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Old 07-08-2008, 06:47 PM
 
175 posts, read 926,423 times
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Hey Everybody-

I'll be moving to a rural part of California pretty soon, and am worried about the potential for wildfires. I was thinking I might try to build some sort of small, underground bunker, (or underground 'hole' of some sort) on my land, NOT for me to go into, but some place to put "important" stuff (photo albums, good furniture, etc) in case I would have to evacuate the house due to potential wildfire. Let's face it...I couldn't just shove a whole housefull of belongings into my car and go, but at least the important/sentimental stuff would be saved, and insurance would pay for the house and other stuff if it burnt down. Has anyone ever considered this? Would it work? Where would I find plans to build such a thing? Nothing too huge or elaborate, maybe just the size of a small bathroom or something.
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Old 07-08-2008, 06:54 PM
 
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Seems like a large septic tank would be a starting point since they are impervious.You would have to worry about mold.Without power how can this factor be covered,air,ventilation etc.
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Old 07-08-2008, 07:26 PM
 
1,712 posts, read 4,014,281 times
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How about a fireproof safe?
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Old 07-08-2008, 07:38 PM
 
Location: Rolando, San Diego CA 92115
7,173 posts, read 18,597,138 times
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thats what a fireproof safe is for.

There are 2 people in San Diego county who built concrete houses, one was still destroyed in the last fire when the windows blew out. Several others had onsite water tanks and hydrants, one still lost his house.

In a wildfire situation if you don't have enough time to get your important stuff in a car and leave, you're probably in deep trouble.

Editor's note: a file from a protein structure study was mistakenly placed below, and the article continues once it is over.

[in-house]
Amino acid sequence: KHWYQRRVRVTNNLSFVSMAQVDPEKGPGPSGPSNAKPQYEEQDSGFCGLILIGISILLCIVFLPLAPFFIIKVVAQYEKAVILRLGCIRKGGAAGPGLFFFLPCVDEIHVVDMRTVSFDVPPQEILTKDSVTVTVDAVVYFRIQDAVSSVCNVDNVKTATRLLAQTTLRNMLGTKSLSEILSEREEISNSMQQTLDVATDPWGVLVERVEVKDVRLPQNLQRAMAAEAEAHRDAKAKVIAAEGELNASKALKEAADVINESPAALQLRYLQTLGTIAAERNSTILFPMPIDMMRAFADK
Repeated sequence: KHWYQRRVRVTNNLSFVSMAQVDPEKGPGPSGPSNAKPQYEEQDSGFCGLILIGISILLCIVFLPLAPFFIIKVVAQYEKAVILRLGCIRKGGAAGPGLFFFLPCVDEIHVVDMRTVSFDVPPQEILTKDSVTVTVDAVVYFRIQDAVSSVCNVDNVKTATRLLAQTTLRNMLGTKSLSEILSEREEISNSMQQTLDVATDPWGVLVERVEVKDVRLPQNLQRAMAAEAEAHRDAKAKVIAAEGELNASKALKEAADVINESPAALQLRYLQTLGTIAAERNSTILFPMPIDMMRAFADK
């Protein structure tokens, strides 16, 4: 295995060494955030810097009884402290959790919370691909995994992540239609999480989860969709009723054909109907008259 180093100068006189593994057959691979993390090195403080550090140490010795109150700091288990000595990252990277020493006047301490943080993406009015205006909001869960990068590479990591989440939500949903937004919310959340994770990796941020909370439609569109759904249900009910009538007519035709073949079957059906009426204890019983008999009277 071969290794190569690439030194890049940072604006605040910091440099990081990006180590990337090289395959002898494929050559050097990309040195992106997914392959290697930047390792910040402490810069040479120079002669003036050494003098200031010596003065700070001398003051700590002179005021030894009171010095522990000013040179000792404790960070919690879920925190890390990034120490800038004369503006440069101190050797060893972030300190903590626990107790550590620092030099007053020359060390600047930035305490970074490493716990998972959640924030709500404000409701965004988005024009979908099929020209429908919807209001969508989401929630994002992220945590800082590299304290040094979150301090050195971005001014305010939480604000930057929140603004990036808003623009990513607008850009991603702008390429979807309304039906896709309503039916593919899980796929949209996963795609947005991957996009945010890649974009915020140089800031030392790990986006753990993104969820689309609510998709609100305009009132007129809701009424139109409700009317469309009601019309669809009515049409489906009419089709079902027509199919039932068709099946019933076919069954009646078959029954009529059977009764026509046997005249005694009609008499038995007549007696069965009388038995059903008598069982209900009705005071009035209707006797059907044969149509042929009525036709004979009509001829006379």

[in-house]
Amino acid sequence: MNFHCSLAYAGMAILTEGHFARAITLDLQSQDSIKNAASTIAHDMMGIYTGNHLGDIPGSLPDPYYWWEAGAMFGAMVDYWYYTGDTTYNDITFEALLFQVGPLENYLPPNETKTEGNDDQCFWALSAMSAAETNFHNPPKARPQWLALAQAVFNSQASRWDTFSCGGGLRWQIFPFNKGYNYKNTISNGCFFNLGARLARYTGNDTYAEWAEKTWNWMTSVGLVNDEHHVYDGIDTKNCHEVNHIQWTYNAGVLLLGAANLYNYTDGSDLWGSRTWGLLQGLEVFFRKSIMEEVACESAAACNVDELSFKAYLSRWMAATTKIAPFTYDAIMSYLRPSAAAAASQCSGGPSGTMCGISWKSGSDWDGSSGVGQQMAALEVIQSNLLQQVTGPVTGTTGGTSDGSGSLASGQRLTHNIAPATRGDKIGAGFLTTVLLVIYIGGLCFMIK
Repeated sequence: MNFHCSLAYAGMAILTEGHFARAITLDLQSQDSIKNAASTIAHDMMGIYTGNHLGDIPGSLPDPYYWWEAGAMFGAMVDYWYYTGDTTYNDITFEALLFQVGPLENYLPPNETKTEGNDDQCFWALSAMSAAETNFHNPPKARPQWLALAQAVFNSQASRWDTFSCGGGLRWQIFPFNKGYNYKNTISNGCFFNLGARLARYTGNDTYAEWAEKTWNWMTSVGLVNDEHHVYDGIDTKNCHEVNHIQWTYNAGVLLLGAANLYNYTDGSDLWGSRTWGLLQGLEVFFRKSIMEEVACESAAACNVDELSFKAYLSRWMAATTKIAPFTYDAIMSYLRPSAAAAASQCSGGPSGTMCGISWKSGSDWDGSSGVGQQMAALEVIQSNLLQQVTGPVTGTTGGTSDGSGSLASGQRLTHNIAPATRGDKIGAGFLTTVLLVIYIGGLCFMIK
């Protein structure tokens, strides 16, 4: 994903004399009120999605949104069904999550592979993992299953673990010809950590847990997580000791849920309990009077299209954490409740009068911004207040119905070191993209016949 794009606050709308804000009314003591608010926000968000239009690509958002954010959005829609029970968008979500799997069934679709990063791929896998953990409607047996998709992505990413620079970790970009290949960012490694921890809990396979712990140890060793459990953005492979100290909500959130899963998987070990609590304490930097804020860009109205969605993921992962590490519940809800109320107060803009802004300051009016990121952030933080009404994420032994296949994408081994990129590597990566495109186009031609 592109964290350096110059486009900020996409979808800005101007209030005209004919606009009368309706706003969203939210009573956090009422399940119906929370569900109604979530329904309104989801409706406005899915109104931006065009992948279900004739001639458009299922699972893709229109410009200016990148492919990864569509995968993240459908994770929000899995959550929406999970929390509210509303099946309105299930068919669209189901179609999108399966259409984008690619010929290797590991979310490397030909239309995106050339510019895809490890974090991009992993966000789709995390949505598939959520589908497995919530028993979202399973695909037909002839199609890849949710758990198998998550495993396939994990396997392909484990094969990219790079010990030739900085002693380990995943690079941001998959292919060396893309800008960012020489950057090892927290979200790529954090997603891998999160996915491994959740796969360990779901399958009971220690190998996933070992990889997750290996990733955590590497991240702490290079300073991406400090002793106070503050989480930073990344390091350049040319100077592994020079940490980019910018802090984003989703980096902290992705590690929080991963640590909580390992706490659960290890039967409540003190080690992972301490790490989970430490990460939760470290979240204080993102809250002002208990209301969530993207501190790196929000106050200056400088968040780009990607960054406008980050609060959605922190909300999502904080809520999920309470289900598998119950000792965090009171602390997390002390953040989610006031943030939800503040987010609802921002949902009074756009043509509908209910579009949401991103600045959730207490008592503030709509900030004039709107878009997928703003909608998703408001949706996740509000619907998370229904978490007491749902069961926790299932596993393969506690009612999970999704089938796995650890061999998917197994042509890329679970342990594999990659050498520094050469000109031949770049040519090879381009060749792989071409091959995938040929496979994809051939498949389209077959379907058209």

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Old 07-08-2008, 07:50 PM
 
47 posts, read 250,285 times
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get a large fireproof safe and keep it in the cellar
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Old 07-08-2008, 08:06 PM
 
Location: Las Flores, Orange County, CA
26,362 posts, read 55,988,069 times
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Safe deposit box is a good thing too. I keep all my computer files backed up on either DVD or removable/portable hard drives and keep annual backups in a SDB. The remainder of my personal belongings are worth about $75.
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Old 07-09-2008, 05:22 PM
 
175 posts, read 926,423 times
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Well, there are no cellars or basements in this part of California, and from what I've investigated, most 'fireproof' safes are only fireproof for a short amount of time, not for hours of an intense burn, besides, you can't put paintings, antiques, etc. into a small safe.
Good idea about safety deposit box, for papers and computer backup stuff. I guess I was hoping to find someone who had built some sort of small underground room, or knew where to look for plans. Thanks for all of the advice though!
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Old 07-09-2008, 08:57 PM
 
Location: Way on the outskirts of LA LA land.
3,043 posts, read 7,570,707 times
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Quote:
Originally Posted by kitty3 View Post
Well, there are no cellars or basements in this part of California, and from what I've investigated, most 'fireproof' safes are only fireproof for a short amount of time, not for hours of an intense burn, besides, you can't put paintings, antiques, etc. into a small safe.
Good idea about safety deposit box, for papers and computer backup stuff. I guess I was hoping to find someone who had built some sort of small underground room, or knew where to look for plans. Thanks for all of the advice though!
There are some rather large fireproof safes available, some even with double doors that are about the size of a good sized closet. Most of these are sold as gun safes, but can be used for many purposes, if properly prepared. Something to keep in mind is if the safe endures a fire, allow plenty of time for the interior to cool before opening it, to prevent spontaneous combustion of the contents when the fresh oxygen enters the space. Most houses, when they burn, are fully engulfed in something like 22 minutes, and usually extinguished in less than an hour, so a long duration for a fire safe may not be as necessary as you think it is. It could be important in some situations, but not as much in others. I would suggest investigating this further.